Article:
Wednesday, February 3, 2010

The Prophets

Tonight I taught probably my favorite e4 session--the one that covers the prophetical books. There's so much material in the prophets that we don't actually get into the content of the books. Instead, using the introduction of Abraham Heschel's brilliant book The Prophets, we work through the prophetic pathos and what it must have been like to be one of these people that stood between God and his people.

One of my favorite quotes from Heschel is this one:

The ultimate object and theme of his consciousness is God, of whom the prophet knows that above his judgment and above his anger stands his mercy.

In other words, yes God gets angry. Yes, he judges. But greater than that, standing behind and above it, is his mercy and lovingkindness. In the prophets, judgment and hope are two sides of the same coin. When God threatens destruction, he inevitably comes around to the promise of restoration.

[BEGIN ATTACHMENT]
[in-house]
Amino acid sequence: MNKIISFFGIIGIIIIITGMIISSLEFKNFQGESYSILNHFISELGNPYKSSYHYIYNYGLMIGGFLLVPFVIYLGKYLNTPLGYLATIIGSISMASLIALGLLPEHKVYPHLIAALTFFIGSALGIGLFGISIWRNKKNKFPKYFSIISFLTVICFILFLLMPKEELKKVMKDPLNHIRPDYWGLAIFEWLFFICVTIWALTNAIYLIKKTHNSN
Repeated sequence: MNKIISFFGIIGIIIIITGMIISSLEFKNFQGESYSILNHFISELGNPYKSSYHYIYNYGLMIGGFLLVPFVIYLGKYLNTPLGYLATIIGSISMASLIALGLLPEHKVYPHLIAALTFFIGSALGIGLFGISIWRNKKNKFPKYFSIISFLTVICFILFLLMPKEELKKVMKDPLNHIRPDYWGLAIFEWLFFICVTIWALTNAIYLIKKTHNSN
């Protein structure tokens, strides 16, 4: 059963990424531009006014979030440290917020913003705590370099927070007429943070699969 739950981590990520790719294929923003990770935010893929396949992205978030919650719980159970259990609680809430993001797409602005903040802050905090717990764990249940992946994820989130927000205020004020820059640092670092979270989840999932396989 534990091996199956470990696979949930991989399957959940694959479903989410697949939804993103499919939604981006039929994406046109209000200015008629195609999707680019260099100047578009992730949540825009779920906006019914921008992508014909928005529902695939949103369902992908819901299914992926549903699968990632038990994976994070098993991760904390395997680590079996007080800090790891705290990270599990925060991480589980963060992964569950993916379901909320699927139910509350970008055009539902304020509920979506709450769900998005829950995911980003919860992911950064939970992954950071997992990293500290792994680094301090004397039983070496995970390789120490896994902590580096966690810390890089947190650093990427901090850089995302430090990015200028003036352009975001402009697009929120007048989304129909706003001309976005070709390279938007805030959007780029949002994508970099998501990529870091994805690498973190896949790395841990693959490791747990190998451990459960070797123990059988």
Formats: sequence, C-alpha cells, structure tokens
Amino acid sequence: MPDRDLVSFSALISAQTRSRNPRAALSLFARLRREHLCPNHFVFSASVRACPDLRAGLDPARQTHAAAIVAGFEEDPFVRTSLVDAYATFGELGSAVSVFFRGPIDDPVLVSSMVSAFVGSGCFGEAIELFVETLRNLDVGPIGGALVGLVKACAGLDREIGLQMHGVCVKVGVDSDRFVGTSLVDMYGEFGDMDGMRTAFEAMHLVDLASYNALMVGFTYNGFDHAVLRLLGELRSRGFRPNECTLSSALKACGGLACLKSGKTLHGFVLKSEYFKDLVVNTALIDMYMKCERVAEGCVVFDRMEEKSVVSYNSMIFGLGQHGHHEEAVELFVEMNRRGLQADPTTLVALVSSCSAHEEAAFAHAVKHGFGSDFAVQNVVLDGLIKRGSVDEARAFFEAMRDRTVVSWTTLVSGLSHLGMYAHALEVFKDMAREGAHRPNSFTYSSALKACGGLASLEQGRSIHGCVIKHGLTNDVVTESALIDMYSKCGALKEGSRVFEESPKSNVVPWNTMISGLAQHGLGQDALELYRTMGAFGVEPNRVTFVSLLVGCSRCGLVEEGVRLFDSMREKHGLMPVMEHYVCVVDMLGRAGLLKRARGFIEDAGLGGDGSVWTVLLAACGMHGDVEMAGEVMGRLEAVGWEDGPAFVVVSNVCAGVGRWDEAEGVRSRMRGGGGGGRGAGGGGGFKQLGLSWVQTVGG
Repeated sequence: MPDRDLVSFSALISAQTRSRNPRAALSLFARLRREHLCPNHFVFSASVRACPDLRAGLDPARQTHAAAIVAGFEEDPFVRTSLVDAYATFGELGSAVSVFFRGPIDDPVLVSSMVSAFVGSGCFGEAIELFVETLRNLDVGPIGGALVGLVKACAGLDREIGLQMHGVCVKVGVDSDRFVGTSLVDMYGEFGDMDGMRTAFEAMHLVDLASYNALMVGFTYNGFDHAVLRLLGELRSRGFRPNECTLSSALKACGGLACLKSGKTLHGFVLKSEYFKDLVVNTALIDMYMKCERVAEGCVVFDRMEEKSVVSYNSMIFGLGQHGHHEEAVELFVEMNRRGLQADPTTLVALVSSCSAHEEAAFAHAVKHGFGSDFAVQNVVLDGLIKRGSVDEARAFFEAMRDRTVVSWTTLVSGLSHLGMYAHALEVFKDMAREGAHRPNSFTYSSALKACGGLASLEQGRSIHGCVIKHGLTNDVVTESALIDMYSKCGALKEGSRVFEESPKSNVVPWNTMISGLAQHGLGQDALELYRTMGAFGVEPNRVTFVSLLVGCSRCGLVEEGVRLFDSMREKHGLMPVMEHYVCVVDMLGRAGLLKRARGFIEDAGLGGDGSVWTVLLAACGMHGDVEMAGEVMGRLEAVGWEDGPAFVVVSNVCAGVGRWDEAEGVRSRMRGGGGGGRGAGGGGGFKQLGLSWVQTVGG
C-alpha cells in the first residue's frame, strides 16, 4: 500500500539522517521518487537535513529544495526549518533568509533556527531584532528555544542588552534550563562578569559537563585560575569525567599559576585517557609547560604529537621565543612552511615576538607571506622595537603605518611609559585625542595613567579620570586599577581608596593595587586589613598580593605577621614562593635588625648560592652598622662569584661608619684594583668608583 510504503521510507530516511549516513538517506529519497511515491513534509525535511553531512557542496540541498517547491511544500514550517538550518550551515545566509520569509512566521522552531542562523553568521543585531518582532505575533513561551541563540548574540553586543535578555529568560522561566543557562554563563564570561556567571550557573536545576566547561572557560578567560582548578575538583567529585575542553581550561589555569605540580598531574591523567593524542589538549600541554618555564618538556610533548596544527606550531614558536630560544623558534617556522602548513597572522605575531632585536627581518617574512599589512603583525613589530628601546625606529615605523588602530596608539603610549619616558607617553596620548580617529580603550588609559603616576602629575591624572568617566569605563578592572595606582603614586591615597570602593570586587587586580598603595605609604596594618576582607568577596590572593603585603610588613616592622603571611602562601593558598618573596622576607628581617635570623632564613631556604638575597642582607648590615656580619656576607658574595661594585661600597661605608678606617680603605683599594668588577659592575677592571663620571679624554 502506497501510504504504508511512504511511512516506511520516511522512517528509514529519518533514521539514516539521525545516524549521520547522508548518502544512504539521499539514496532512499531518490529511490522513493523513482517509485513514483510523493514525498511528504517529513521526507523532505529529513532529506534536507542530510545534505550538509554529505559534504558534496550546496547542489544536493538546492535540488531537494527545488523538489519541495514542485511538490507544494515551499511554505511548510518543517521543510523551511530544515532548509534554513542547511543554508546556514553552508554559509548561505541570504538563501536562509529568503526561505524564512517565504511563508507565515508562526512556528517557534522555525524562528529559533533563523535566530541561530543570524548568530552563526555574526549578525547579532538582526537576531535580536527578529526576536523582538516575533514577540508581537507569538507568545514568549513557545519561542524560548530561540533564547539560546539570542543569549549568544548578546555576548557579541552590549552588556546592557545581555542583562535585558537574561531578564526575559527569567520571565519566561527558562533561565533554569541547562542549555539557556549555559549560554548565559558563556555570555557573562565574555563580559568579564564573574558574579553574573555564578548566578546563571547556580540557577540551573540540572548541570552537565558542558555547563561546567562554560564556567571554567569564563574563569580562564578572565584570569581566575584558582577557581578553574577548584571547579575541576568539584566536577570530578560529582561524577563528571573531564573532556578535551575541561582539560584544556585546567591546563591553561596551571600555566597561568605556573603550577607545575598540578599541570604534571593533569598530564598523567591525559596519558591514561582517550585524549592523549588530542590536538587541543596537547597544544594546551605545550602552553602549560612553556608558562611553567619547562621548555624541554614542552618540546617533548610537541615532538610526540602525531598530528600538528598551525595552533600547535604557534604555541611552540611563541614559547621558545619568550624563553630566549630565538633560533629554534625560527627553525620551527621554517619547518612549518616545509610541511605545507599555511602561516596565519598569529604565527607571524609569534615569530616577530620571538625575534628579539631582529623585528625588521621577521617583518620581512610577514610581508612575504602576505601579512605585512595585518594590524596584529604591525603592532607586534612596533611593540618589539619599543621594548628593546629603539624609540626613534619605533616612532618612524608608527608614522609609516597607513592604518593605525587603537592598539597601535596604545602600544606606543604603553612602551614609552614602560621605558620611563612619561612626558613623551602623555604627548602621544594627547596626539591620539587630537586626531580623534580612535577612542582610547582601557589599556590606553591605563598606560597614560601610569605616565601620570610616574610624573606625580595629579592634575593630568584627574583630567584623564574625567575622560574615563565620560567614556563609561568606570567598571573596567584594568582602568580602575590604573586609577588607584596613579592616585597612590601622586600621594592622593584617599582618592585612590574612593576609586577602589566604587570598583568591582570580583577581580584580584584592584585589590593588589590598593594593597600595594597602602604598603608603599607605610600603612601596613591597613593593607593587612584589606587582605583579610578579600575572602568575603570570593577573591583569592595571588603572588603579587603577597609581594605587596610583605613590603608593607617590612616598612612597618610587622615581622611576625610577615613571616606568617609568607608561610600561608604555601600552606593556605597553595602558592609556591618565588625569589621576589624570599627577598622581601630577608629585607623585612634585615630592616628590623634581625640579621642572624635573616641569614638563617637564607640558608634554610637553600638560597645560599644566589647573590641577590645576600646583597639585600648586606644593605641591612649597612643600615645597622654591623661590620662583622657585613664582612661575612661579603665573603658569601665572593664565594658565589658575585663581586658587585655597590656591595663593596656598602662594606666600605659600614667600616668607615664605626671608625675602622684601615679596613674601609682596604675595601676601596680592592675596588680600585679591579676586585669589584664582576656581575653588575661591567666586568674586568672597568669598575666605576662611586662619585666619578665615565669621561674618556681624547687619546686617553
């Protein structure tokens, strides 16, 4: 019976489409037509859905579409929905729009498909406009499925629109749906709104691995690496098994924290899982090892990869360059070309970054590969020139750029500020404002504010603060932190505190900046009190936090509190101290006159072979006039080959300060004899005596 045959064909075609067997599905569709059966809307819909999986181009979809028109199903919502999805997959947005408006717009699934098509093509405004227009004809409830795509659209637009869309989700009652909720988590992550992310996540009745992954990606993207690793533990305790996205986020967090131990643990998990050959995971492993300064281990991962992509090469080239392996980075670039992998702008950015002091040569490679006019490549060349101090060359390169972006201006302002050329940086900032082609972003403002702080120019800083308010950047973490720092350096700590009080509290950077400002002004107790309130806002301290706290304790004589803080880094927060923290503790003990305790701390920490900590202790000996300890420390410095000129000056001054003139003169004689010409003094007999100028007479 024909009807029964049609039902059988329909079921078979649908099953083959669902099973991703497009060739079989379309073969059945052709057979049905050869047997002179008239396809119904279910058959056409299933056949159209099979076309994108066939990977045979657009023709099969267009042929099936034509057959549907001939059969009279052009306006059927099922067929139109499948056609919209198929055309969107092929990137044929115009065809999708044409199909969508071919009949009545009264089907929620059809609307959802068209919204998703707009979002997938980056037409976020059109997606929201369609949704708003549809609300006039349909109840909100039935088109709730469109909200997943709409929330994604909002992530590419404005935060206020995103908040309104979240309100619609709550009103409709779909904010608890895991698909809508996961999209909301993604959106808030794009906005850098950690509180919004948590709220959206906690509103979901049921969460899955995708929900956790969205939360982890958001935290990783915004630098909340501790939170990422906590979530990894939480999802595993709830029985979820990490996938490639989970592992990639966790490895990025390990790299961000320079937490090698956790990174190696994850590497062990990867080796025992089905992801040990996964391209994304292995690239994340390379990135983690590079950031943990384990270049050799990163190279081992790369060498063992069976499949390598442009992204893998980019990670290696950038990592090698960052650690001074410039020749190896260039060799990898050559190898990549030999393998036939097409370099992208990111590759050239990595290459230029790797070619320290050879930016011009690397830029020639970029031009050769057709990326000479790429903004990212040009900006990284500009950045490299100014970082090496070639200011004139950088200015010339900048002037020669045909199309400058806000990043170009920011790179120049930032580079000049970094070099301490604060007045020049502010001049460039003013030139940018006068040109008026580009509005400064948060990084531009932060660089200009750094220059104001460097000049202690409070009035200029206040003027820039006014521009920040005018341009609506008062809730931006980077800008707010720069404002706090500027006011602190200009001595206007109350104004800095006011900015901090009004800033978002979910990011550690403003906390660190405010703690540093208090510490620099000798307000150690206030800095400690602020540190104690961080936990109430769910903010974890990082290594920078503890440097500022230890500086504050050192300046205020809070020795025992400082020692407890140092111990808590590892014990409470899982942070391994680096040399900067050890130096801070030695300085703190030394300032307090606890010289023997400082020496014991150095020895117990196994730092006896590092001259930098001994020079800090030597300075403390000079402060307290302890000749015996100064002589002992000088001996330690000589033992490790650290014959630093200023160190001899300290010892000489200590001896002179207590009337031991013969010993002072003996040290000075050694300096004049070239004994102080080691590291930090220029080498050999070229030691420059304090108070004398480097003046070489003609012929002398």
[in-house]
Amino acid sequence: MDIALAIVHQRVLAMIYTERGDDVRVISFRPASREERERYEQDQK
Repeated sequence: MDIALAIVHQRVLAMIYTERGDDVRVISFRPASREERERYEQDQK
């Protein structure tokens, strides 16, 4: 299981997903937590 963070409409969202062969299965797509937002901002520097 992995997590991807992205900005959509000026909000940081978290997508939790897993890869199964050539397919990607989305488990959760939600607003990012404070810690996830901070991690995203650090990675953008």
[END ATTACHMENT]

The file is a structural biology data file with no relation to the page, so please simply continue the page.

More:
He utters judgment not in the cold manner of a jurist reading a sentence, but rather in the heart-broken tones of one who has been made a cuckold of again and again. We hear him say, not "5 to 10 hard labor", but "I've loved you from the beginning! Why do you turn away from me? Don't you know those other gods are no gods at all?!"

The prophets reveal not a God of wrath but a God of love (who has a very good reason to be angry). We see not the cold, abusive father, but the jilted husband, the one who trusted over and over, only to be made sport of by his adulterous bride. What's most remarkable about the prophets is not that God judged his people and sent them away into exile, but that he sent them thousands of messengers and gave them hundreds of years to turn back to him.

And you thought this "God is love" stuff started in the New Testament...

1 comment:

Precious (Brother of Little Lamb) said...

I think I would read that book. What's behind the name e4? Anyway, good post.